Dorothy Grant

Eric and Barbara Dobkin Fellowship

2007

Dorothy GrantDorothy GrantPhotograph by Katrina Lasko
Dorothy Grant
The Fashion of Dorothy GrantThe Fashion of Dorothy GrantPhotograph by Katrina Lasko
The Fashion of Dorothy Grant

The marriage of Northwest Coast art and American haute couture remains the exceptional achievement and creative expression of clothing designer Dorothy Grant, who was awarded the 2007 Eric and Barbara Dobkin Native Artist Fellowship at the School for Advanced Research on the Human Experience (SAR). “As a young girl, my maternal grandmother taught me how to make traditional button robes and spruce root basketry. It was during that time that I learned the cultural meaning of the artistic traditions as a Haida woman. I now feel the need to return the knowledge to my communities.”

The adoption of Native American designs and styles in couture has an interesting history, and for Dorothy Grant, a positive outcome. While attending community college in Seattle in the 1970s, she decided to make something that drew her to her cultural heritage—something that helped shape her own identity within a larger Native tradition. “A button blanket was the first thing that came to mind that I knew I could do without having to go through any kind of training because I had been sewing since I was thirteen.” Sketches drawn from Northwest Coast form-line designs on coppers, totem poles, wooden carvings, and the like were incorporated into her plans for future clothing creations but were not enough. “In my mind, I could see it, but I didn’t have the technical training to illustrate.” College classes in Vancouver guided her work, eventually fusing a powerful cultural integrity and heritage with pure talent. Today, her Feastwear™ clothing line highlights the ways that forms of dress are metonymically and metaphorically tied to daily living, identity, ceremony, ritual, and individual thought.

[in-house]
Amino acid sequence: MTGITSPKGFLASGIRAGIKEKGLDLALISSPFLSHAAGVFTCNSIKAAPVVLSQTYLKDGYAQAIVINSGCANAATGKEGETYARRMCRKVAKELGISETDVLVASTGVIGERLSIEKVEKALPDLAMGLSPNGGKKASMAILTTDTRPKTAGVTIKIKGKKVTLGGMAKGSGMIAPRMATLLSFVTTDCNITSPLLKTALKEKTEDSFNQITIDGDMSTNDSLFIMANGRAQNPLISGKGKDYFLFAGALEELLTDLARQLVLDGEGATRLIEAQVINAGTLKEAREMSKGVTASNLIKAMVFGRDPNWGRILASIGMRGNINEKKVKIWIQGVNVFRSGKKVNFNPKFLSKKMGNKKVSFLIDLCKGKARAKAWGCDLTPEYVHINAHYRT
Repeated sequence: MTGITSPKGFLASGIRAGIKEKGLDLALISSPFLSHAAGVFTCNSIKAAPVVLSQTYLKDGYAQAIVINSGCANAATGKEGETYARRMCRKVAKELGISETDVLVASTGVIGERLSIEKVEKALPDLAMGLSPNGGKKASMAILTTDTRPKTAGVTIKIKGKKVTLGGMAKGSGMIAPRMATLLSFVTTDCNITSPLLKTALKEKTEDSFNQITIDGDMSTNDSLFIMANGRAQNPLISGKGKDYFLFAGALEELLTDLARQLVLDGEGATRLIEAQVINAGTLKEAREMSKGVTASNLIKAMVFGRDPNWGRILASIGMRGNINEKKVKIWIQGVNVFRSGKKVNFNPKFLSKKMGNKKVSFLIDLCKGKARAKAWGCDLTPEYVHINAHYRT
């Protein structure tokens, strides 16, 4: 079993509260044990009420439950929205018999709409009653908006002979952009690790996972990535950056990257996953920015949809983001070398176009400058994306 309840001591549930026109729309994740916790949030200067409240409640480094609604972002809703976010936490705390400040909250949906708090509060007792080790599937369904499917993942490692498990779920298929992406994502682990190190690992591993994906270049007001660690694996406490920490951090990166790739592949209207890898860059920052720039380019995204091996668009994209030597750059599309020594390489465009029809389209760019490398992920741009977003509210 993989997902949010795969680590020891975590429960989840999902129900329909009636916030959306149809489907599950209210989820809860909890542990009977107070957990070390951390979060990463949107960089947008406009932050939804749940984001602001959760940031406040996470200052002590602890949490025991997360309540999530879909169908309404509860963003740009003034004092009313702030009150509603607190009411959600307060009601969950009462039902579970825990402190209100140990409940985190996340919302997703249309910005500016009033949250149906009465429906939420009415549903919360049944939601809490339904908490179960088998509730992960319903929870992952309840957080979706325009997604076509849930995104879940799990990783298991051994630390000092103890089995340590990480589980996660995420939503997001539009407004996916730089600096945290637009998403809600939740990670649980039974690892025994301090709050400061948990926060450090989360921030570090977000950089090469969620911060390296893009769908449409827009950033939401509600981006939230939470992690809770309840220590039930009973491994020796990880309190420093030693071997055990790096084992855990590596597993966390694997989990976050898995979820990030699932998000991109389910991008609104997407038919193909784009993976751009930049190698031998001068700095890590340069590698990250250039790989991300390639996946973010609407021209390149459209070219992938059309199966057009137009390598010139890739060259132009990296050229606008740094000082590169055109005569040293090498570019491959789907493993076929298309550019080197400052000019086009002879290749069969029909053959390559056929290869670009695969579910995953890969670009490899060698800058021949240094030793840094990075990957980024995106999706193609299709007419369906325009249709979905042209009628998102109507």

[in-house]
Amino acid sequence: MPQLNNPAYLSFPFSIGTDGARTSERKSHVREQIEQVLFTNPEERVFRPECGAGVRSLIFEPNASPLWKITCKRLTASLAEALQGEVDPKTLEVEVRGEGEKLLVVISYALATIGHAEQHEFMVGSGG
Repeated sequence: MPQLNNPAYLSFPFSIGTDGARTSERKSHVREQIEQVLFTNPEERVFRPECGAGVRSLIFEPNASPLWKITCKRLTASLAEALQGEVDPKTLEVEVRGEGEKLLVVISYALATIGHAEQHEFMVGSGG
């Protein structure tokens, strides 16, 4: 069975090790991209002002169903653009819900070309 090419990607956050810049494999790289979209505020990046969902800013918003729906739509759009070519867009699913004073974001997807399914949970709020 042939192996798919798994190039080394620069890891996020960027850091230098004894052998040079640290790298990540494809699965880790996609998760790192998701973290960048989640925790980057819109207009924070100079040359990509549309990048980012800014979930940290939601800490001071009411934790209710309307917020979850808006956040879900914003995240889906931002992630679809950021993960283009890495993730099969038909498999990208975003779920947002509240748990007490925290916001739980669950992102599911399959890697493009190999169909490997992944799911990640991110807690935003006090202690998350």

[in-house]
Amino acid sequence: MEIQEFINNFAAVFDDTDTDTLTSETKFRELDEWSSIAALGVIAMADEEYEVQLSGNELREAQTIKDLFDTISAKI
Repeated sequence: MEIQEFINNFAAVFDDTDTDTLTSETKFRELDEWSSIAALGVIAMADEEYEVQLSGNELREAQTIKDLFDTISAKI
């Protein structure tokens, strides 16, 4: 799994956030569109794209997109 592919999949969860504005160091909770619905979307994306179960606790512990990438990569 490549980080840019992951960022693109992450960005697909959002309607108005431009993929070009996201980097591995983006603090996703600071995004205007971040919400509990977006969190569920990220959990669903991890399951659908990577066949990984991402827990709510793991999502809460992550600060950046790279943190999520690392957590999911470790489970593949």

“For the past 20 years, I have been researching Haida designs in my local communities and transforming this knowledge into garments. These garments include memories from my childhood. All of this has been made possible for me by the encouragement and endorsement from elders in my community.” Her unique creations, moreover, cannot be denied in the challenging world of couture. Grant’s designs successfully emerge as cutting-edge, and they express the exhilarating freedom of innovation. While inspired by and grounded in a deeper understanding of the past, her work is not beholden to the tenets of tribal or “primitive” art. It has modern lineal clarity, directness in form and shape, and a kind of lyrical paean that speaks to today, to artistic empowerment, and to an unabashed, well-deserved pride in being and expressing herself as a woman.

While on campus, Dorothy will develop several formats for sharing her traditional knowledge and personal and professional experiences with other Native people. She wants to produce 3-5 unique hand-cut, painted garments and produce experimental photo-journalistic processes that can be incorporated into tribal colleges, other Native curricula, and community programs.

The School for Advanced Research is pleased to welcome Dorothy Grant as the 2007 Eric and Barbara Dobkin Fellow.


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